One great aspect of Storybook is being able to build components in isolation, so developers can focus on building the user interface, without the need for a fully functional application. First we focus on building individual components, then we group them together to form a greater whole – first sections of the UI, then entire screens. In development we work with fake data to iterate faster and be able to cover every use case. This approach is known as Component-Driven Development.

Going live

Part of our strategy was to release the new application as quickly as possible, so we could start gathering customer feedback early on. The deployable application shell is fully static – just a bunch of JavaScript files and static assets. This has great benefits: hosting files on AWS S3 is cheap and files are served by the CloudFront CDN to make it load as quickly as possible. We did however need to setup Lambda@Edge to dynamically add CORS and CSP headers. Luckily all of this is automated using Terraform from our CI pipeline, so there’s no manual work involved.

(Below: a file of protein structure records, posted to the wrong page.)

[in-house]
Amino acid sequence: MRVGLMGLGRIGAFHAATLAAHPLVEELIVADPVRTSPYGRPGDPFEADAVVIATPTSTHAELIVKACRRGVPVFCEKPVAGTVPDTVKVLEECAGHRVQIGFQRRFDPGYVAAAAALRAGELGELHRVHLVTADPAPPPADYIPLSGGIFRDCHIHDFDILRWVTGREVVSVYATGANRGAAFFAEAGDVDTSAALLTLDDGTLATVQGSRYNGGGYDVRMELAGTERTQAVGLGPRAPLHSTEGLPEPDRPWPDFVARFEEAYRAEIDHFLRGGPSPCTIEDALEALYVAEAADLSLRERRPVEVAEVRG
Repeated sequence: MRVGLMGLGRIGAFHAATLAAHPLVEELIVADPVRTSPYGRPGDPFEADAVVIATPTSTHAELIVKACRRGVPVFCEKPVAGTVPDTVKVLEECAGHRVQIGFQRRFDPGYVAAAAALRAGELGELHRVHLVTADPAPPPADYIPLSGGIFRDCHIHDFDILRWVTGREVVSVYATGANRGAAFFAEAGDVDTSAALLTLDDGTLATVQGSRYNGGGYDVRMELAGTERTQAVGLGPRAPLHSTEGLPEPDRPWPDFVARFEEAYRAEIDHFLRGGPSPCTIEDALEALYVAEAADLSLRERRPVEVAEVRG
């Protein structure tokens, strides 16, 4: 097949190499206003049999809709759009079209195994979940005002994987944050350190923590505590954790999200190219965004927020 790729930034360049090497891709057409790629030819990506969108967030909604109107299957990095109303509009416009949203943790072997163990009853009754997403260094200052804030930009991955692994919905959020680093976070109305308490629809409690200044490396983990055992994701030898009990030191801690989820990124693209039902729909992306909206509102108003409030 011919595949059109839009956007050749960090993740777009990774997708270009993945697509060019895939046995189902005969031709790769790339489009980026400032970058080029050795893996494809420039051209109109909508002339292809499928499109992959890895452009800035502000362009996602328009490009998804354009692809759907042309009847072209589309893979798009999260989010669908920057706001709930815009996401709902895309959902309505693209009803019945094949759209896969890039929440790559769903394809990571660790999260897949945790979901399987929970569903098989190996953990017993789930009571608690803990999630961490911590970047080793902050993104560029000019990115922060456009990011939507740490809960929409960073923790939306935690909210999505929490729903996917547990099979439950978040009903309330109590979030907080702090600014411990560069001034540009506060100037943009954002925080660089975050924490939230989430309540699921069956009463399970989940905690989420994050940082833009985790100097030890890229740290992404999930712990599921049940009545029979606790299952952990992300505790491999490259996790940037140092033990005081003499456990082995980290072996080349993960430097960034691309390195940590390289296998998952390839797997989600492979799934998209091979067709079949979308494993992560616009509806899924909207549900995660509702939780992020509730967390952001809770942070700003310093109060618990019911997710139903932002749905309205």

We deployed the new application in parallel to the existing one, and used dynamic routing to direct customers to the new or the existing application. This was done based on a set of predefined rules, such as the type of products in the shopping cart and whether or not the customer is logged in. That way we could direct customers with “complicated” shopping carts to the existing checkout, while customers with “simple” shopping carts had a chance to be directed to the new checkout. This allowed us to go live in a very short time, with only a subset of features.

Agile Chef

Agile Chef

As a real ‘Foody’ I love to spend hours in the kitchen and experimenting. I also watch a lot of TV shows and documentaries about food. The other day I was watching an episode on Michelin star Chef’s and this one was about Richard van Oostenbrugge. He recently received his first Michelin star in his own restaurant ‘212’ in Amsterdam.